2,337 crowdsourcing and crowdfunding sites
Editor's Note: The following post is the second installment in a series from David Drake, a founding board member of Crowdfund Intermediary Regulatory Advocates or CfIRA, designed to address some of the common issues, questions and concerns around the JOBS Act, which legalizes crowdfunding for equity in the United States beginning next year, after the SEC completes its rulemaking process. In this post Drake offers some recommendations on how to handle advertising and investment advice under the emerging crowdfunding framework. (More in Drake's first post in the series here)
The Act already addresses, and prohibits compensation for several categories of activities, including the purchase of potential investor information. It also forbids directly soliciting investors or directing them to specific investment vehicles. What is permitted is general advertising in the sense of branding a site or making the public aware of a site's purpose and function. The difficulty comes in with a grey area that might not be apparent at first glance.
Specifically, we recommend that investment providers generally be able to advertise that a certain company, cause, or named investment (is seeking crowdfunding) – without advertising specifics of the investment itself. This would fall under “notification” rather than an inducement to buy. This would allow directories, press releases and mention on other sites where potential investors may be interested in learning more. We feel this wouldn’t constitute “advertising” as much as “notification” and should have a backlink to the originating site as a stipulation.
Investment advice is a tricky subject. The problems arise when differentiating between unbiased information and actual investment advice or recommendations. This is further compounded by the ability to shape each user’s experience on the Internet and gain influence over their decision making.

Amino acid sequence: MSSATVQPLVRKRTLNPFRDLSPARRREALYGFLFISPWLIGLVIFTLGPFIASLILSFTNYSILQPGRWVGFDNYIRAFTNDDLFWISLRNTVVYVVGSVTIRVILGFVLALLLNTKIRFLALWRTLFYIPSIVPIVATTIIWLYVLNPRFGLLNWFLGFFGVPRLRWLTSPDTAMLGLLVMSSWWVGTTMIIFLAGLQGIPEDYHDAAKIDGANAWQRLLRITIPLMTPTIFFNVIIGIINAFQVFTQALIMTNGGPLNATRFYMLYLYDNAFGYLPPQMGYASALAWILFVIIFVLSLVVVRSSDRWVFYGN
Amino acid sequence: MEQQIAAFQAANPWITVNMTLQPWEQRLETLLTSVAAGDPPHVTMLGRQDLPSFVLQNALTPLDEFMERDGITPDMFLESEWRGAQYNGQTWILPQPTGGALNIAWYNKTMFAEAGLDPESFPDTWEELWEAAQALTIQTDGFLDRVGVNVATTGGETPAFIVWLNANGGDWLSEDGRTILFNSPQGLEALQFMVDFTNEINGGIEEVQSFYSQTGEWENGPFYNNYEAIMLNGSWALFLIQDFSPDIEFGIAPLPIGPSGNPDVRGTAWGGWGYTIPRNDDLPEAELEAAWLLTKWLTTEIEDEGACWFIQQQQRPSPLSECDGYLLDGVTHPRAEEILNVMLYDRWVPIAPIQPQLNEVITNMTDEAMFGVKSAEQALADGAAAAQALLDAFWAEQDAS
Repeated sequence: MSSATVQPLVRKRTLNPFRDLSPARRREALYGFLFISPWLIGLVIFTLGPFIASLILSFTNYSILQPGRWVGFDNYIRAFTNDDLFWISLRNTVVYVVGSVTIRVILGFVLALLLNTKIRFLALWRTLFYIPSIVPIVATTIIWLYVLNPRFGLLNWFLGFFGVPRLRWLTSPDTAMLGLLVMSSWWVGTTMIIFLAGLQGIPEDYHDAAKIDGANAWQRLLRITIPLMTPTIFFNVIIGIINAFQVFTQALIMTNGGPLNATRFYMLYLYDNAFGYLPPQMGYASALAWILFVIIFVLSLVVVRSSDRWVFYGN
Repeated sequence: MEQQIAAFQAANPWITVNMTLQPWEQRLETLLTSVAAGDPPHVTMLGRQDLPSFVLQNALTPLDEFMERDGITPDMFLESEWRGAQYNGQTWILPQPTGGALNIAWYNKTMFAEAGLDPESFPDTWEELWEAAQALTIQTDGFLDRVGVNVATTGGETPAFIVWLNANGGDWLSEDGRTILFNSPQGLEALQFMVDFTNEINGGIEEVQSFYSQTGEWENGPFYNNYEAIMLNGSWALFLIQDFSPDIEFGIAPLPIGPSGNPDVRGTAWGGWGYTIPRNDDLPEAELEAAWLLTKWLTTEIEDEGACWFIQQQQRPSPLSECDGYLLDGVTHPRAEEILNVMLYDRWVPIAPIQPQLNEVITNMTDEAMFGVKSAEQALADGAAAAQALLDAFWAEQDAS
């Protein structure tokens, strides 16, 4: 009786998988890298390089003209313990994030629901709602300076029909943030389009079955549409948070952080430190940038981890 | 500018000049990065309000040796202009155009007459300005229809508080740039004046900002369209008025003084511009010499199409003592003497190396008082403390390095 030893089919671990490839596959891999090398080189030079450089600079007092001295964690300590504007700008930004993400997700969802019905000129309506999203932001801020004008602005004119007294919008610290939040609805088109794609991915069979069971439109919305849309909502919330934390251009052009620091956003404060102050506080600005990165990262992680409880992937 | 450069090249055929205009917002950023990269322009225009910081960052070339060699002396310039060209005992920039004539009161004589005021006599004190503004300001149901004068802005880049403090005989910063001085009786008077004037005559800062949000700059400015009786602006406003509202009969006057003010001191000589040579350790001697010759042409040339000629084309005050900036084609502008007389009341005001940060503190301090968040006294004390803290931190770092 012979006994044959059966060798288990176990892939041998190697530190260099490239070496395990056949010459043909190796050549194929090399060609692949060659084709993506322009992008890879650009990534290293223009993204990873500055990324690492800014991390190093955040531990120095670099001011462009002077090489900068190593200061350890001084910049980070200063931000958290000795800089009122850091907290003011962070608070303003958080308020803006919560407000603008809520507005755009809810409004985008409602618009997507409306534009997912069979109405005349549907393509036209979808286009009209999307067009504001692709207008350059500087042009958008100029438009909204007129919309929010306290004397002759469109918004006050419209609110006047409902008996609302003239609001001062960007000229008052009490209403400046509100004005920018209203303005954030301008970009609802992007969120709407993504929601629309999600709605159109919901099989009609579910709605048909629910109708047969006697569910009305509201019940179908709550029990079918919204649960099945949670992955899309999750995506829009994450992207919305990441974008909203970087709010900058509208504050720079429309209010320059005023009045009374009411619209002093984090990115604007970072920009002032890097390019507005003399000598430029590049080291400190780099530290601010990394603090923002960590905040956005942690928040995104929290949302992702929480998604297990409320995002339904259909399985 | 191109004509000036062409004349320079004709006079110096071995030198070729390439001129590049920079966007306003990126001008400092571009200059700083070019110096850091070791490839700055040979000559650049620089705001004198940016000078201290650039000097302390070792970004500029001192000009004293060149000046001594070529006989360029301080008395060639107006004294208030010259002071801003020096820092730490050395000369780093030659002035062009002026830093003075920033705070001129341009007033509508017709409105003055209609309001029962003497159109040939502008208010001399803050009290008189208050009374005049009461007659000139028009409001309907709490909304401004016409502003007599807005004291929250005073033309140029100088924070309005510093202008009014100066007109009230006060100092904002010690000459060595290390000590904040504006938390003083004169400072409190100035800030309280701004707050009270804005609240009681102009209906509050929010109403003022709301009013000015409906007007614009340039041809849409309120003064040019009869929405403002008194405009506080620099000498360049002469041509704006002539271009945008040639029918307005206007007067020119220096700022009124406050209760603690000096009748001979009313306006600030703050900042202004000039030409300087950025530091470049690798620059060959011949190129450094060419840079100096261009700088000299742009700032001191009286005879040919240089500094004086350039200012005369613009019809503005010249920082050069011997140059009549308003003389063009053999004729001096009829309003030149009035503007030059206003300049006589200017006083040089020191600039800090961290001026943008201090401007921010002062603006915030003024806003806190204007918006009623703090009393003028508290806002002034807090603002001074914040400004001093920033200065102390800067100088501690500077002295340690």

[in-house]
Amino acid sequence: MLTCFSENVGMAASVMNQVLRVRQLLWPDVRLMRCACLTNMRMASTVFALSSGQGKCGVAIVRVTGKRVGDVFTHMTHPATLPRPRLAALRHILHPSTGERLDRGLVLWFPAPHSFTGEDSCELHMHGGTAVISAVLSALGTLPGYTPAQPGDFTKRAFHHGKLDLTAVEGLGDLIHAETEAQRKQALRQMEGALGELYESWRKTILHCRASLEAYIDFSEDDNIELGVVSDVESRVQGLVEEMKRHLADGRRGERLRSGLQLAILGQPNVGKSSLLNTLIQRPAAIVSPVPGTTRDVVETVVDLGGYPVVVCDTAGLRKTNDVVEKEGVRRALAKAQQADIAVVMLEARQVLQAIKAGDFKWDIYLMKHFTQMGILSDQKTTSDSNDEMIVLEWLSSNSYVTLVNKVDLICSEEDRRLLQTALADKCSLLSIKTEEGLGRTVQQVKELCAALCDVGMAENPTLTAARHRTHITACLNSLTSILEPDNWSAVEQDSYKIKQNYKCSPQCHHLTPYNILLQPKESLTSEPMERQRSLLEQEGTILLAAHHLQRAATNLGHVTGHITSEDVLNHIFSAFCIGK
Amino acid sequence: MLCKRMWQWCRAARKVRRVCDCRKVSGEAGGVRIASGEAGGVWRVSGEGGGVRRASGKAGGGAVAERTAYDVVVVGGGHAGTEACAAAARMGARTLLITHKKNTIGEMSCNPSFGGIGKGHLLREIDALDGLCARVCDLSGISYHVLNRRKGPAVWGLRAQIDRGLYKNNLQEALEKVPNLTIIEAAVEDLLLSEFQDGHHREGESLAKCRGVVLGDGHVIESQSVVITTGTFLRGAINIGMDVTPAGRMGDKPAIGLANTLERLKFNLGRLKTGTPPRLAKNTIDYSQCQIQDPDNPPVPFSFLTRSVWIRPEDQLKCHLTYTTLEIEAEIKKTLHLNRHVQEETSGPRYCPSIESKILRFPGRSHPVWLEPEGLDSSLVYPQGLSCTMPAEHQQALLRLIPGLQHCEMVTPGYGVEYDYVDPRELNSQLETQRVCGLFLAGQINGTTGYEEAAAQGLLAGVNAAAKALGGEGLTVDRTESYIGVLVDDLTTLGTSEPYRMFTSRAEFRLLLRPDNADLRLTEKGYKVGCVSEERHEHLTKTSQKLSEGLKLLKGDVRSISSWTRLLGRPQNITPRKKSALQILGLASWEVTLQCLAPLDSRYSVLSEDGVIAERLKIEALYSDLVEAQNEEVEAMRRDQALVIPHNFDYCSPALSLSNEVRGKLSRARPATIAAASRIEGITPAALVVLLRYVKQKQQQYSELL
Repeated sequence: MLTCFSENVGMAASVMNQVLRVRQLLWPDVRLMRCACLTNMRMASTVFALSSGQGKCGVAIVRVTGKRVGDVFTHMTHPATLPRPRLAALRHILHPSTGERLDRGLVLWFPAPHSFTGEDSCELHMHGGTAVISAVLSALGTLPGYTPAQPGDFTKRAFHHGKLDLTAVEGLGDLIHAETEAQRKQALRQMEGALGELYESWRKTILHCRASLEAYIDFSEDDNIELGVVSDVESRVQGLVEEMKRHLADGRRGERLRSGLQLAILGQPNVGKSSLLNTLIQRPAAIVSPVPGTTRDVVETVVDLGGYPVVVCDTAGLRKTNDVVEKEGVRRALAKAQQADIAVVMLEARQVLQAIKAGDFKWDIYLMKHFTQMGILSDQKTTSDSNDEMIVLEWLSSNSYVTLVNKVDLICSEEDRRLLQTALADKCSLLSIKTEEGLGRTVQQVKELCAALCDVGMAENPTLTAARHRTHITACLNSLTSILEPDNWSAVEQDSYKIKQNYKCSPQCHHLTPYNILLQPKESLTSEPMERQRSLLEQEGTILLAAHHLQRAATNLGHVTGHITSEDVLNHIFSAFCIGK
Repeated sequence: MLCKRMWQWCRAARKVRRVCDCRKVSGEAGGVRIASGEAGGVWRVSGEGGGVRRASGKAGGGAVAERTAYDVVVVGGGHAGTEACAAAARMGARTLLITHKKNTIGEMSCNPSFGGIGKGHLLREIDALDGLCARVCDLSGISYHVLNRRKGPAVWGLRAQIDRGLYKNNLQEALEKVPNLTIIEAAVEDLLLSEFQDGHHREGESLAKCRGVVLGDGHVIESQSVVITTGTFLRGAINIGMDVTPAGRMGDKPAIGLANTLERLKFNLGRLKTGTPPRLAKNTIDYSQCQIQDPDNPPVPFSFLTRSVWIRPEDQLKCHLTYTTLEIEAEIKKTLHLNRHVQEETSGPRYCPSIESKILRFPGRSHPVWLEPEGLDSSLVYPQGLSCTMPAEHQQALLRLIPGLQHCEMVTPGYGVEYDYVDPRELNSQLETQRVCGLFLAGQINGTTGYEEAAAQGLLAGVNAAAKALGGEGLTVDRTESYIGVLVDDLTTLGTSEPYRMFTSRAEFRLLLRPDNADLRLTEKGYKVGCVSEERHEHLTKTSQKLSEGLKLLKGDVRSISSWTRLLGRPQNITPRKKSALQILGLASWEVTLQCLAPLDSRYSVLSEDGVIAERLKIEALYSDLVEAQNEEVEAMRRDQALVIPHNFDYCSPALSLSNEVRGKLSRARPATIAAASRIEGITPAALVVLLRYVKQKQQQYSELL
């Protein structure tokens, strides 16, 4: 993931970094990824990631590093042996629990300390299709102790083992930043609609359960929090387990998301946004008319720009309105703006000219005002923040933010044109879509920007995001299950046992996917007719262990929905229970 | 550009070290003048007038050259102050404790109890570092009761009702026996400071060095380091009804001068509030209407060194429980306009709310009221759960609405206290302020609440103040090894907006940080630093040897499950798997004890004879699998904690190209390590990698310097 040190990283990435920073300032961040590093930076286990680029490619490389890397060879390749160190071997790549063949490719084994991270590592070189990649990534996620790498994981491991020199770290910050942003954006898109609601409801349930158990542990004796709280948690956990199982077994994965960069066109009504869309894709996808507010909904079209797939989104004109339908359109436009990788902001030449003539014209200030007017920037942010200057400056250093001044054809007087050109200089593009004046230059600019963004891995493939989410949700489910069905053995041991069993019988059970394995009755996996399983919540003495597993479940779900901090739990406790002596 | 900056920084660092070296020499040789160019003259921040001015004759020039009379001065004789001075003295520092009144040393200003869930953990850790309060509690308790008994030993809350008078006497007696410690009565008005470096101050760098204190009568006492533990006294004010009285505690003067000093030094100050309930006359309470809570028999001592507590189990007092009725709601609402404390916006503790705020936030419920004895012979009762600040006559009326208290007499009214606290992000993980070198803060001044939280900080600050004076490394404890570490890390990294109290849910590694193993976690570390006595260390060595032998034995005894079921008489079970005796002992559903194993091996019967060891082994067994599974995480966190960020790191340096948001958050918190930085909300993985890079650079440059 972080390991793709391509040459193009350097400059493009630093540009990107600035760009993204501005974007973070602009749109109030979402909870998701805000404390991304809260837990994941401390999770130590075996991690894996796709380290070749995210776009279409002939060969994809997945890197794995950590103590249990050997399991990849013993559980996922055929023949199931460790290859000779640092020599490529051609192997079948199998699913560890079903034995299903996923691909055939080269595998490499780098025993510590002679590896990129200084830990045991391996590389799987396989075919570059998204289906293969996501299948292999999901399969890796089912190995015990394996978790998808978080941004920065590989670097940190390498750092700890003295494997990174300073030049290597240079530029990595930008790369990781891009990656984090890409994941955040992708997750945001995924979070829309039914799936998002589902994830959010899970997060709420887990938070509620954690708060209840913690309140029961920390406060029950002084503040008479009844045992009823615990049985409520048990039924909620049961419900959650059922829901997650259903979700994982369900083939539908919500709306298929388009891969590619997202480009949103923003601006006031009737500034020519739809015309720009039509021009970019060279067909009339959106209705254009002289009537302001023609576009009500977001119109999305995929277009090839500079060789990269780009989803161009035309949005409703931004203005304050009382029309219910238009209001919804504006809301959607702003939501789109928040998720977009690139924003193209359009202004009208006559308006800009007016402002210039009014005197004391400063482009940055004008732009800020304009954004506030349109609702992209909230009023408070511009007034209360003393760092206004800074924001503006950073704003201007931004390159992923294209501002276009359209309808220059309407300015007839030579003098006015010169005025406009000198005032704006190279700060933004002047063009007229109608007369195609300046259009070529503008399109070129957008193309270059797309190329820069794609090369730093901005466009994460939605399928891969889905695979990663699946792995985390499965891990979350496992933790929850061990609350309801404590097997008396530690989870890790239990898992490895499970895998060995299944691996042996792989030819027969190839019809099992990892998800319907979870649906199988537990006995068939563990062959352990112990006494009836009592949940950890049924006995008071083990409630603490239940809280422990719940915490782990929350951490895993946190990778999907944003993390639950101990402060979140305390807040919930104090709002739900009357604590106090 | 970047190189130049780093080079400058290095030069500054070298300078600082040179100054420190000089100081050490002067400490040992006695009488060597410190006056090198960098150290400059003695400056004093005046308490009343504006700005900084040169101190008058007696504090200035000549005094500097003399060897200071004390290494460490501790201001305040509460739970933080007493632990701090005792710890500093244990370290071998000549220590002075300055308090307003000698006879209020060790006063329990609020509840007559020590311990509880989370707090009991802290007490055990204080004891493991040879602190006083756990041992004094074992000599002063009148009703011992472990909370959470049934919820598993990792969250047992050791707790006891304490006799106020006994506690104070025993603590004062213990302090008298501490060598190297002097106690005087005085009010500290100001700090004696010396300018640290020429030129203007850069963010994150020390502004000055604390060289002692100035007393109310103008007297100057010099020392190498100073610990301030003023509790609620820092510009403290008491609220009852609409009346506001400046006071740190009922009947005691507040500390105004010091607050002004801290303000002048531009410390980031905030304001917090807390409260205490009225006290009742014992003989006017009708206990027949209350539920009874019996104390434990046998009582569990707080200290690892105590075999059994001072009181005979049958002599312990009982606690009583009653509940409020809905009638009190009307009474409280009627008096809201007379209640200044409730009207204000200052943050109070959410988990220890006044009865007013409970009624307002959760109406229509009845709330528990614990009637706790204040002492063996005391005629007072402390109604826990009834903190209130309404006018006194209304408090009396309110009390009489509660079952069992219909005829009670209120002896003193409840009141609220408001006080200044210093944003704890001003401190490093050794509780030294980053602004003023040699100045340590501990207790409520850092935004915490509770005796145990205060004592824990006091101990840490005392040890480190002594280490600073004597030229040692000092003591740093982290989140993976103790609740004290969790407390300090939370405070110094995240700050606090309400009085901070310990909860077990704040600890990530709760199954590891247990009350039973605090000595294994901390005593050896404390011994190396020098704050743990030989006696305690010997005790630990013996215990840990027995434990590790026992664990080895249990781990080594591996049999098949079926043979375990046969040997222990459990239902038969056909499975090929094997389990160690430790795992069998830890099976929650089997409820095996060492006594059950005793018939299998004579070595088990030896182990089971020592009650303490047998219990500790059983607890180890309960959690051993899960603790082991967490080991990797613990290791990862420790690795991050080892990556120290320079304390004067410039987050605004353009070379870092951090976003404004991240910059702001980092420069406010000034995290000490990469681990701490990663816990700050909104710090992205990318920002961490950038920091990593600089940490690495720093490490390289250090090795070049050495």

When will information, such as about historical performance, be construed as advice or a recommendation? What about the selection process in the decision to back one offer and host that, over another, competing offer? SEC needs to allow exceptions and guidance for platforms (and we are asking them) to reject and remove issuers that may be offensive such as tobacco, alcohol related or sexually related issuers. How will that not be considered investment advice?
To a large extent we believe that free market forces will constrain this latter problem, with good investments attractive to intermediaries and poorer products less so. Transparency would be key and this implies an easy way for potential investors to access solid, relevant information.
One suggestion that would increase transparency, provide information and avoid unpermitted advice, would be a template requirement with stats visible across the board and presented in the same way. This would also be a clear target for regulation and an easily enforceable metric.
The JOBS Act needs interpretation of what the intentions of Congress were in drafting the new law. We are working with the SEC to translate and guide this crowdfunding process towards an economical automated implementation.
- In addition to his role on the board of CfIRA, Drake is also co-founder and executive committee board member of The Crowdfunding Professional Association (CfPA) and co-founder of The SoHo Loft series of events on capital creation and crowdfunding. He is a partner at LDJ Capital.